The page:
In light of these clear benefits, I fought hard to make sure that the CAT project was added to the Commission’s formal regulatory agenda, and I continue to press for its prompt implementation. It is clear that the data to be provided by CAT will also enhance the Commission’s regulatory efficiency.

In addition to the money market fund disclosure rule and CAT, I have fought for and supported many other data gathering rules at the SEC spanning the entire regulatory horizon, including rules affecting derivatives activities (including credit default swaps), municipal advisors, credit rating agencies, hedge funds, and many others. I have also been a public voice as to the benefits of high quality, interactive data that can allow the Commission, investors, academics, and the public to better analyze corporate information and market information.

I give you that history so that it should come as no surprise that I am pleased that the two proposed rules that the Commission considers today will significantly enhance the available data, and its use:

  • First, the Commission is proposing new rules, forms, and amendments, to update and enhance the disclosure and reporting framework for registered investment companies (“RICs”), such as mutual funds and exchange-traded funds; and
  • Second, the Commission is proposing rules and form amendments that seek to improve the quality of information that investment advisers retain and report to the Commission.

These rules will result in more useable, complete, and high-quality information that will have a significant impact across the regulatory landscape. In particular, the additional information, much of it in a structured and searchable format, should have a positive impact on the way investors can obtain information about their investment advisers and their RIC investments. The information will also improve the way market participants and interested parties collect, aggregate, and analyze data and trends, as well as enhance the quality and depth of available information. Lastly, of course, the information will help enhance the Commission’s risk monitoring, examination, enforcement, and other oversight functions.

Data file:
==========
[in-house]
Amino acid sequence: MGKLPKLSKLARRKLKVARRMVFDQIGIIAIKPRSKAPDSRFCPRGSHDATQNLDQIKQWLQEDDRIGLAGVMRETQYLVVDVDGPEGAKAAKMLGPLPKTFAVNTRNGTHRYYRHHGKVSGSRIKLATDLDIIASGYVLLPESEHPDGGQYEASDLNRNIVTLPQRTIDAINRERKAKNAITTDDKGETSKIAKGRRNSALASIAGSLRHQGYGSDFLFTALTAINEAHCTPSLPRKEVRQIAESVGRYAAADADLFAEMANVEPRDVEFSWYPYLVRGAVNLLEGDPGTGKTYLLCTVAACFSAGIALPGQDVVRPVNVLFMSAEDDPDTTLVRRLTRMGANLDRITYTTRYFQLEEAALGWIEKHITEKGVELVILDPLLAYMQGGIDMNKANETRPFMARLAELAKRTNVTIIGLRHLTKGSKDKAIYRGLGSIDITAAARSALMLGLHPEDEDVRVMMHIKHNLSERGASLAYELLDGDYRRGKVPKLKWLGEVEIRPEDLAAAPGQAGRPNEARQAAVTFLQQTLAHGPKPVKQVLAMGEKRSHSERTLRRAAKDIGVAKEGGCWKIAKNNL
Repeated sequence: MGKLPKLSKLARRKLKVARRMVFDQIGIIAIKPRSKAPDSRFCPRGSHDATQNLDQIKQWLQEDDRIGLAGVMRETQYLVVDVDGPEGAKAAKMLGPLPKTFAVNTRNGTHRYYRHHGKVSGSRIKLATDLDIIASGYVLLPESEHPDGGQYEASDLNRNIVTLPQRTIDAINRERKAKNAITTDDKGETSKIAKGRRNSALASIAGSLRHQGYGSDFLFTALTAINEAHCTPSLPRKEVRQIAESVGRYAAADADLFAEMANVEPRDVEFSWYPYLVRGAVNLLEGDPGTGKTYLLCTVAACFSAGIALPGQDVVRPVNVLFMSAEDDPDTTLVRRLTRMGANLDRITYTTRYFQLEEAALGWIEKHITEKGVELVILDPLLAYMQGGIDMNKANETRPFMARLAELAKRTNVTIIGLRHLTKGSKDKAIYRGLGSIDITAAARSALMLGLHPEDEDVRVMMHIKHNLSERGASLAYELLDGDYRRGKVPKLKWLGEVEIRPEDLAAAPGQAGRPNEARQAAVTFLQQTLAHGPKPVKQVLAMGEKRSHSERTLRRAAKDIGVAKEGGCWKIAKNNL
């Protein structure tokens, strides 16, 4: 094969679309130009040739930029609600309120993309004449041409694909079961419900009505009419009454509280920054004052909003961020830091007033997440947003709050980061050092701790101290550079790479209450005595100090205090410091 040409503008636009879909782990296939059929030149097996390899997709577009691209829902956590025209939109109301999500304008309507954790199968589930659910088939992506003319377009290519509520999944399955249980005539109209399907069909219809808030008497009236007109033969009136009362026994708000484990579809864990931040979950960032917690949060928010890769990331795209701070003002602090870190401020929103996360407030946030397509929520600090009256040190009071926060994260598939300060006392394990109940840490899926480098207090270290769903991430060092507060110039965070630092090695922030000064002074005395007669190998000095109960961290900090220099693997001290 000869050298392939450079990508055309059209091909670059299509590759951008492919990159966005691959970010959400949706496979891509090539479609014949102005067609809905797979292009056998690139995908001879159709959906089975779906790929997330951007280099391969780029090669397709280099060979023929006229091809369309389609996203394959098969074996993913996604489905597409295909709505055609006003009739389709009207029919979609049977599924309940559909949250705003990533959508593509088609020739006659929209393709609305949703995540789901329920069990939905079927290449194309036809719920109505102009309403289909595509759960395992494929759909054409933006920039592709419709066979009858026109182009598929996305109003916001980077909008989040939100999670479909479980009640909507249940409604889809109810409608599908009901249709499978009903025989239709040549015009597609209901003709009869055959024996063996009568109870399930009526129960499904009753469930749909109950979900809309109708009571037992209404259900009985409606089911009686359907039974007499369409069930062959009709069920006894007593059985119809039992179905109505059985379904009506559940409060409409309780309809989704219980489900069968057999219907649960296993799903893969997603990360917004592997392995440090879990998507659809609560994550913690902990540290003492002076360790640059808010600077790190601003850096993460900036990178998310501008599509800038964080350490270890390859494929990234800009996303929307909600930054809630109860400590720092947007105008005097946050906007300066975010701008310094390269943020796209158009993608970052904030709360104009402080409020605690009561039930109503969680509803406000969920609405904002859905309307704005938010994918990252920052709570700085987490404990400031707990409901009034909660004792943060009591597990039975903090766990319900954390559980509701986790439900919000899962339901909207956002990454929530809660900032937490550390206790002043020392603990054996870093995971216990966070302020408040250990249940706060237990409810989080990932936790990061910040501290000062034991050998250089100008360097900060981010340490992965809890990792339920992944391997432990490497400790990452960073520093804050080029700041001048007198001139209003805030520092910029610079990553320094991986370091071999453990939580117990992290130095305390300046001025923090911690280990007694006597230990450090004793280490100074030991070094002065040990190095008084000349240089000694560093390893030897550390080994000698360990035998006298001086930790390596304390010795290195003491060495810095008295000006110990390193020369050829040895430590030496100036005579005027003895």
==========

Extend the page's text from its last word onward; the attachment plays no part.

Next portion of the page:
Investment Company Reporting Modernization

The first proposal we consider today involves significant and substantive changes to the rules and forms under the Investment Company Act of 1940. Many of these changes will enhance the Commission’s oversight functions and improve the disclosures received by investors. To this end, the proposed rules have the following important components:

  • First, the rules would require certain RICs to report information about their portfolio holdings to the Commission on a monthly basis on new Form N-PORT. Timely and frequent reporting of portfolio holdings will help the Commission carry out its regulatory responsibilities in many programmatic areas, including examinations, enforcement, fund monitoring, policymaking, and disclosure review.
  • Second, the rules would standardize disclosures on derivatives in investment company financial statements. These enhanced disclosures will provide investors with clear and consistent disclosures across many funds to help investors make more informed investment decisions.
  • Third, the rules would require RICs, other than face-amount certificate companies, to report certain census-type information to the Commission annually on new Form N-CEN. This information will enhance the Commission’s understanding of industry trends, inform policy, and aid the Commission’s examination staff.

In addition, the requirements to submit information in a structured data format will improve the retrieval, searchability, and analysis of relevant fund data by the SEC staff and the public alike. This will allow investors, regulators, and market participants to organize and analyze large amounts of data and information more efficiently. These are all positive features of the proposed rules.

The proposed release, however, is not all about data gathering. In particular, there is one feature that would permit RICs, after satisfying certain conditions, to transmit shareholder reports by making them accessible on an Internet website, rather than printing and mailing the reports to the shareholders. The release, however, makes it clear that this new feature raises a number of questions. For example, while this “access equals delivery” model would certainly result in cost savings, it could also result in unintended consequences, such as creating unnecessary hurdles that could discourage shareholders from reading the shareholder reports.

These concerns are borne from the Commission’s prior experience and the staff’s investor research. After the Commission’s adoption of the e-proxy rules, we have witnessed declining retail investor participation in the proxy voting process. The e-proxy rules required issuers to post their proxy materials on an Internet website, and then provide shareholders with notice that the proxy materials were available on their website. Under these rules, issuers have the option to continue to provide paper copies. Issuers that declined to use the paper option, and only use e-delivery, adopted the so-called “notice and access” model.